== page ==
Company’s Fairfield buses travel south to help Hurricane Irma evacuees

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Company’s Fairfield buses travel south to help Hurricane Irma evacuees

Lakefront Lines sent five buses Thursday afternoon to the coastal areas of the country to aid in the evacuation of those impacted by Hurricane Irma.

The decision was made Wednesday evening and on Thursday, Lakefront Lines Cincinnati General Manager John Brock and his staff rearranged schedules in order to make it happen. Lakefront Lines is a subsidiary of CoachUSA.

“There’s not a single one amongst us that’s going to change the world on their own, but if we all pull together and help each other we can change the world,” Brock said.

The staging area for the buses will be nearly 600 miles southeast in Orangeburg, South Carolina, nearly a 90-minute drive northwest of the coastal city of Charleston, South Carolina. They’ll stay overnight in a hotel and first thing Friday morning the drivers will transport folks escaping Hurricane Irma, which on Tuesday churned up 185 mph winds.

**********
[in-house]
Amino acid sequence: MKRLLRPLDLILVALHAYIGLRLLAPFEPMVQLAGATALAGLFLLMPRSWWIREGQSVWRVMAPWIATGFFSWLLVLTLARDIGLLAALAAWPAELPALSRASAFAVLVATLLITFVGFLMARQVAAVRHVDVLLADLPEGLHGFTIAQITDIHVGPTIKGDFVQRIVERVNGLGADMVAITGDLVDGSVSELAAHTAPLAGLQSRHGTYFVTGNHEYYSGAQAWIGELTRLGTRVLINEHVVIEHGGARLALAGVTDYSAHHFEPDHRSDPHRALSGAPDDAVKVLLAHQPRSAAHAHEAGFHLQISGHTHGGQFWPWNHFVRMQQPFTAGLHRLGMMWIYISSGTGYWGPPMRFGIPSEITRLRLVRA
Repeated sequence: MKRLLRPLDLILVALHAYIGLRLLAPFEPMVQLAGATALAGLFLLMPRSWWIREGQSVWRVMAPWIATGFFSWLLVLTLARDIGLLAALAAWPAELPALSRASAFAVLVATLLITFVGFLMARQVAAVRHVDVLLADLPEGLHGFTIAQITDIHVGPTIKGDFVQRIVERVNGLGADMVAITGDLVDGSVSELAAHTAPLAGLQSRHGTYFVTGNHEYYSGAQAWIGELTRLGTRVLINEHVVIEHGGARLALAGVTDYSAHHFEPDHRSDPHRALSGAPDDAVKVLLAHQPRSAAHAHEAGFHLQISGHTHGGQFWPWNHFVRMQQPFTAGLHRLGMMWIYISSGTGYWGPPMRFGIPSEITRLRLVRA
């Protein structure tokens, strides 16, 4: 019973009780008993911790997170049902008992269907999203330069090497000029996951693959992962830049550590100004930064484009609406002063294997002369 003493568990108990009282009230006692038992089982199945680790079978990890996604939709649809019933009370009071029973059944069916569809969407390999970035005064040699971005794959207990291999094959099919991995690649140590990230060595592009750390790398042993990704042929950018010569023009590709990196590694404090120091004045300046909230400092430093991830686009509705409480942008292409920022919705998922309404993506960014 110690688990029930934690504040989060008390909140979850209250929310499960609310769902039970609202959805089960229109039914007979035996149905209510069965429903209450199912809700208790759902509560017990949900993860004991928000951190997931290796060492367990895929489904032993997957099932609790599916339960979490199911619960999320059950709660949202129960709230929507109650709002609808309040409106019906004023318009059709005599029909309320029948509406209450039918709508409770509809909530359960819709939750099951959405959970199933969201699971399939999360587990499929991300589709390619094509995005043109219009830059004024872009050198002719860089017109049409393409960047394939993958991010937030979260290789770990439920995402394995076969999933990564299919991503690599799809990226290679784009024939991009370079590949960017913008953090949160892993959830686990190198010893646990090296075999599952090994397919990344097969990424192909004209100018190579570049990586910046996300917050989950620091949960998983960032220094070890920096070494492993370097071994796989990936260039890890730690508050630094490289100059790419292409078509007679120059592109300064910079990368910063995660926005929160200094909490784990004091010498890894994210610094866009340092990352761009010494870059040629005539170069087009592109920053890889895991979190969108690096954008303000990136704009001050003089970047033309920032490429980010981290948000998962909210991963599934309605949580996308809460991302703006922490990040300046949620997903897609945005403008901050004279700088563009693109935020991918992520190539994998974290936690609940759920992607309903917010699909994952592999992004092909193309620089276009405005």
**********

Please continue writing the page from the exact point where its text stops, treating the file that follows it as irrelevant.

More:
Lakefront Lines had to rearrange already set schedules to be able to send the five buses to help in evacuation efforts, but that wasn’t an issue, said Brock.

“The greatest challenge in an operation like this is to find the drivers,” he said. “Before I got the call, all the jobs were covered. We had all the buses we needed for the assignments, we had all the drivers we needed for the assignments. The biggest problem with an issue like this is to find drivers to man the buses because a lot of these guys are already committed to different pieces of work over the next week or so.”

Before leaving, the drivers loaded up a few dozen cases of water — roughly 1,600 bottles of water — from the Fairfield Twp. Walmart.

“When you’re going into a disaster situation like this, you can never have too much water,” Brock said.

But Lakefront Lines isn’t the only local agency helping with the relief efforts.

Caring Partners International, in cooperation with the Franklin Police Department, local companies, churches and individuals, is loading a truck Friday morning at its warehouse in Franklin. The truck will be filled with hurricane relief supplies — linens, water, diapers, personal care products, said Rhonda Reed, executive director of Caring Partners.

This truck will leave no later than 9 a.m. Friday and will be driven by two of its mission staff, Andrew Wienhoff and Wesley Highley.

Reed said the truck will deliver supplies to two churches in metro Houston.

The goal, she said, is to “get the items in the hands of people on the front lines.”

She said people typically gather at churches in a time of need.

Staff Writer Rick McCrabb contributed to this story.

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